Robot passenger cars will eventually bring huge benefits. They will be epoch making, when the robot car epoch does finally arrive. I truly believe this. But in the shorter run, the problems of robot cars strike me as bigger than all the car and hi-tech companies are implying, and the benefits less immediate. Robot cars will presumably be good at finding their own parking spaces, and at making themselves useful to others if you aren’t using yours. Robot cars will presumably be less prone to error than humans, except when that turns out not to be the case. But what of those potholes?

In the meantime, making lorry (as we Brits call “trucks”) transport only somewhat more efficient will yield huge, very quantifiable, and fairly immediate benefits. Even if all they do to start with is robotise lorries on motorways, that would surely make a huge difference.

The motorway is the natural habitat of the big lorry, and is a place of far greater predictability than roads in general and hence more congenial for robots, especially robots in their early stages. Motorways are already highly controlled places, and are surely the right part of the road system to start introducing robots, not country lanes or city streets filled with complicated and unpredictable hazards.

Human lorry-drivers get tired, but robots don’t. A robot lorry could cross a continent with all the dogged, error-free serenity of a jumbo jet on autopilot crossing the same continent in the air.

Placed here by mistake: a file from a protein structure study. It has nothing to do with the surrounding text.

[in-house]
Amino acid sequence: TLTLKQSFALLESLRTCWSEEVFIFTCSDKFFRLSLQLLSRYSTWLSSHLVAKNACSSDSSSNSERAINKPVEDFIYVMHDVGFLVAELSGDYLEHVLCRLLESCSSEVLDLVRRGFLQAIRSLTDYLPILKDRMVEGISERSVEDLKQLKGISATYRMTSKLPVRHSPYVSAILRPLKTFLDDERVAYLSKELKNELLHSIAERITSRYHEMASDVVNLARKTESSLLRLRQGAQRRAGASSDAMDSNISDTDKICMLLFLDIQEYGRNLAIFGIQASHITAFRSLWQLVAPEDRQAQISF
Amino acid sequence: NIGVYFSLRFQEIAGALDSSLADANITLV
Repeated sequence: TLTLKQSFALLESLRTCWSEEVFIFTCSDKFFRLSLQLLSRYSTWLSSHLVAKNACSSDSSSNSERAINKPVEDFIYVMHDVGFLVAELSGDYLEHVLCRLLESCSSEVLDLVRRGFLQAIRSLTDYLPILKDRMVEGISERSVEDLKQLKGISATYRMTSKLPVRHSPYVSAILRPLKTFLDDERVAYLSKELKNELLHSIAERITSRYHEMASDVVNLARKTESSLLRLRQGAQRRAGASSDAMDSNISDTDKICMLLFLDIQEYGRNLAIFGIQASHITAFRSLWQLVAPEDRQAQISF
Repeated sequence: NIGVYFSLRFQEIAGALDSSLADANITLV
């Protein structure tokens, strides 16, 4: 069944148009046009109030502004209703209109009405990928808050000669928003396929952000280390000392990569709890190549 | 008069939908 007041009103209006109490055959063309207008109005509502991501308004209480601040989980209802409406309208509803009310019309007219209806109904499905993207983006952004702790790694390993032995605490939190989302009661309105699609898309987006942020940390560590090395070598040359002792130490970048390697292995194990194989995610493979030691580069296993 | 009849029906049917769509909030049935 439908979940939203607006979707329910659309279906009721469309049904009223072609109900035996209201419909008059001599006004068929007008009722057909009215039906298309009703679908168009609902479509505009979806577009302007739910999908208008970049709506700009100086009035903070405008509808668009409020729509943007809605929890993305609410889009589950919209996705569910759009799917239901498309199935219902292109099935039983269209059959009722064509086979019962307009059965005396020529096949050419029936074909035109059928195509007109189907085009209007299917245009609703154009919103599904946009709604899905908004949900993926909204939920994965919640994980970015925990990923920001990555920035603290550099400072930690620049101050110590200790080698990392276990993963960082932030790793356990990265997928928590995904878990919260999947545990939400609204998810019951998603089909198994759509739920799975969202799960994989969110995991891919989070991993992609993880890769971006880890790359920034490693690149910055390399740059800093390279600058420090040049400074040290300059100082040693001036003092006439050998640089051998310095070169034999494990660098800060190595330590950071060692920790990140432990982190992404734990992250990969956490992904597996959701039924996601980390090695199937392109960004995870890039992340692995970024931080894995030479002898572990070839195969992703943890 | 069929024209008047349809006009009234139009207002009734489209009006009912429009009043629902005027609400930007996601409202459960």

At first, humans would need to sit in the lorries to check on their progress all the time, but pretty soon the human could be taking a nap and it wouldn’t matter. Not long after that, once everything has been shown to work, humans would not be needed to sit in lorries on motorways at all. Soon, all that the humans would need to do is collect the lorries (perhaps just the load bit) from their local off-motorway lorry parks, to which the robot lorries had driven themselves. Upon that solid technological foundation, lorries further into the future could then start travelling much faster. (I seem to recall a plan to concrete over railways and turn them into roads. Maybe that notion will be revived.) They could also make their way into the road system generally. The economic impact will surely be colossal, and more immediate than is the case for robot cars.

Before this Mercedes robot lorry story emerged, I had already asked fellow Samizdatista and techno-guru Michael Jennings what he thought of the notion of robot lorries. His main observation, if I remember what he said right, was that large-scale freight transportation in the USA is now a largely railway thing, hence the greater interest in the USA in robot cars rather than robot “trucks”. However, in Europe, where the railways are too full of humans to be able to carry much freight, manually driven lorries are already a very big deal, which means that robot lorries in Europe might make a much bigger difference. So it is no surprise that the robot lorry idea is getting its first big public boost from a famous European motor vehicle company.

But, what do I know? I look forward to reading the comments on this, both from Michael Jennings if he has more to say, and from anyone else who cares to join in. This is the kind of thing that the Samizdata commentariat is especially good at talking about.

62 comments to Robot lorries now seem to me more immediately promising than robot cars